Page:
Therefore, the role of discretionary powers in the police force is undoubtedly positive and helps to bring about efficiency. Discretion is drawn from professionalism and entails a given level of authority enjoyed by a public officer in the exercise of their operations within the law. However, discretion has its own downsides when it comes to interacting with ethics. There are several instances cited in this paper where such powers are totally antithetical to ethics. These include where law enforcement agencies are looking to balance resources with the criminal justice system. In this case, there must be a choice on what cases are worthy the commitment of scarce resources. In the end, these decisions lack a credible and solid framework and are influenced by the subjective biases of the officers involved. Equally, situations involving capital offenses also lead to discretion going beyond ethics by bringing about obsession with getting convictions rather than ensuring justice for law enforcement. Judges also give death sentences in cases of capital offenses which unethically erodes the sanctity of life. Some investigative tactics on the other hand entail deception and selective presentation of evidence, which despite being within professional discretion goes against ethics. As it emerges, ethics have an uncomfortable interaction with professional discretion in law enforcement.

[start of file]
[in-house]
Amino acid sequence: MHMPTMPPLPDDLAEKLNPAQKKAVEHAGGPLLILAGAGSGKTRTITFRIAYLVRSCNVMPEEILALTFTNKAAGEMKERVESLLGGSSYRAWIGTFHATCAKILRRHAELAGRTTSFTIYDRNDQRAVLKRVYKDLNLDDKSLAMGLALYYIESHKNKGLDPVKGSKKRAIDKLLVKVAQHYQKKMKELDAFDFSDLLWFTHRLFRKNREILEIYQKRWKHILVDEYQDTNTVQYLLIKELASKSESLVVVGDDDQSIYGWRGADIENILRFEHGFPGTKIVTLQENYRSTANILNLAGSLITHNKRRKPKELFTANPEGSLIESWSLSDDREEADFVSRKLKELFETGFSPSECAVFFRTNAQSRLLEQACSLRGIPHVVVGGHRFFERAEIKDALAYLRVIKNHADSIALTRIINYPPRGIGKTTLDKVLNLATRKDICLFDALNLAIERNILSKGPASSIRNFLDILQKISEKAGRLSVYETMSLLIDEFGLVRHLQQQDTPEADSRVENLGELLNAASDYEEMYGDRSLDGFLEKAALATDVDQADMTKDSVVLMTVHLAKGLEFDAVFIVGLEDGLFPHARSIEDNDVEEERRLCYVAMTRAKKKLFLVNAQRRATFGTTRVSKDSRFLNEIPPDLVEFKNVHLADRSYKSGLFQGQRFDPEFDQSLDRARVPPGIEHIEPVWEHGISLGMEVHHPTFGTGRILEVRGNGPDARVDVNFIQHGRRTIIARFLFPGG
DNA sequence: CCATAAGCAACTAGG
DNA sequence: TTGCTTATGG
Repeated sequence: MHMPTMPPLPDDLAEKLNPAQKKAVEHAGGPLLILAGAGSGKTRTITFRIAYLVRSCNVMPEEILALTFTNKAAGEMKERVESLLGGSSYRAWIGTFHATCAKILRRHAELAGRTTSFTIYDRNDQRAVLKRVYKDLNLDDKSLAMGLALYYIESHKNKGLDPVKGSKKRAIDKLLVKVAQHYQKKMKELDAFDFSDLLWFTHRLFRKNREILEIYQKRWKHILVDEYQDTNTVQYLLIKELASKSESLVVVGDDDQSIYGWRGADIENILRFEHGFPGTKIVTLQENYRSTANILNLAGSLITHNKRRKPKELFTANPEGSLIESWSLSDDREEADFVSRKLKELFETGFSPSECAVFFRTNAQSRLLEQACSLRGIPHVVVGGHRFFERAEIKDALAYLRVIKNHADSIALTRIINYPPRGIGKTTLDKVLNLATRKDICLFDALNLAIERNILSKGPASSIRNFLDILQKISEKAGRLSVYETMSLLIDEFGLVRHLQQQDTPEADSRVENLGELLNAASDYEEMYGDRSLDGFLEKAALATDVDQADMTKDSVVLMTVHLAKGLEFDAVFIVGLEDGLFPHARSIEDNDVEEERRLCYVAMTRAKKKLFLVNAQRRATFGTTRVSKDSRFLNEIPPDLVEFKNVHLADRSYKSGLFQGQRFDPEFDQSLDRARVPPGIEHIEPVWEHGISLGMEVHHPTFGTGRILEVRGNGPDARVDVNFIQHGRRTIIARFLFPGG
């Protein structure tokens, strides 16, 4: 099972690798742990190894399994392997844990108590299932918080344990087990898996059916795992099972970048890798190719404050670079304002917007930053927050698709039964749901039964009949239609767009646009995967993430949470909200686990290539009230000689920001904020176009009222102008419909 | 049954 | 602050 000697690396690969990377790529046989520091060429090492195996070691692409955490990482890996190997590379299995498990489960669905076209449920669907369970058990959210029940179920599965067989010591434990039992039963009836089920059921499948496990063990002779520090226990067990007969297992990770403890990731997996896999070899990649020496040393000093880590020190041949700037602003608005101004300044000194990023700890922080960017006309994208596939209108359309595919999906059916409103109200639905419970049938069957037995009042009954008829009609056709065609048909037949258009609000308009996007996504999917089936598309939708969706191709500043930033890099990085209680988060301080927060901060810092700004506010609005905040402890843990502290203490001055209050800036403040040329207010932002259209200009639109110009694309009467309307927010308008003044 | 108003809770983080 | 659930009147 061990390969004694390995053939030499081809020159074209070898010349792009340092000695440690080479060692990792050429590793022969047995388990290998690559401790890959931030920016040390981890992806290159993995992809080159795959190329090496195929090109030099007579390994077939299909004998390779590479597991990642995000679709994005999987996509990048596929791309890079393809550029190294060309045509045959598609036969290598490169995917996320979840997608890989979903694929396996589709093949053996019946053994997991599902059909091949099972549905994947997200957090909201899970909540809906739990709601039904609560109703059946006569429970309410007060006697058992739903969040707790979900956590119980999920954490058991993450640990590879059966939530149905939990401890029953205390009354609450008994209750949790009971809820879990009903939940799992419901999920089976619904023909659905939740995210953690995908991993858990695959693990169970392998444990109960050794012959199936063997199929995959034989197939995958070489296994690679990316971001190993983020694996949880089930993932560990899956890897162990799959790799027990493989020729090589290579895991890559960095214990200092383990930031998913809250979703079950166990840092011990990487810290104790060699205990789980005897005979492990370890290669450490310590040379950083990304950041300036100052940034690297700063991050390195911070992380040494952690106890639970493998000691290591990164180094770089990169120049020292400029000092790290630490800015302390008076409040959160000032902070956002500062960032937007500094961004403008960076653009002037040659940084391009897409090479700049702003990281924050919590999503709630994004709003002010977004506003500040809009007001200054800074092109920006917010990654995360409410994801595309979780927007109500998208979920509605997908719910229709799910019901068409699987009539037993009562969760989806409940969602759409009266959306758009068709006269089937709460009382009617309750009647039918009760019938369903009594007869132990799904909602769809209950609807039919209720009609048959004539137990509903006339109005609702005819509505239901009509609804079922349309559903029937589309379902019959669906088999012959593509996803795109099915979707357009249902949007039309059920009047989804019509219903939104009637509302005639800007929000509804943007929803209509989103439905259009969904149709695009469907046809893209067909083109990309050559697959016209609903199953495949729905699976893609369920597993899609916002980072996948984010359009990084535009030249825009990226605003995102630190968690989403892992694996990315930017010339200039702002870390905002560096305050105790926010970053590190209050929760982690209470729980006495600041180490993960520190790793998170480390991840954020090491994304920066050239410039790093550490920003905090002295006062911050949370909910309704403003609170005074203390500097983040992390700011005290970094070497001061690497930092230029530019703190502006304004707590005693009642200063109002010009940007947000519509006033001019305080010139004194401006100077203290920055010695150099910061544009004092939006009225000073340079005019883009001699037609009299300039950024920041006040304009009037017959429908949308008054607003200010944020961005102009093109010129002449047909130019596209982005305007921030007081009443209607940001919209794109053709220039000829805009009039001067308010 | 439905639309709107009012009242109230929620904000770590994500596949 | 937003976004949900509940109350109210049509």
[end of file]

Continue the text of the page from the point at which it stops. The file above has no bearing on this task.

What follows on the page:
Kleinig, J. (2008). Ethics and criminal justice: An introduction. Cambridge University Press.

McCartney, S. (2015). Ethics in Law Enforcement. BCcampus Open Textbooks.

Wyatt-Nichol, H., & Franks, G. (2009). Ethics training in law enforcement agencies. public iNteGrity12(1), 39-50.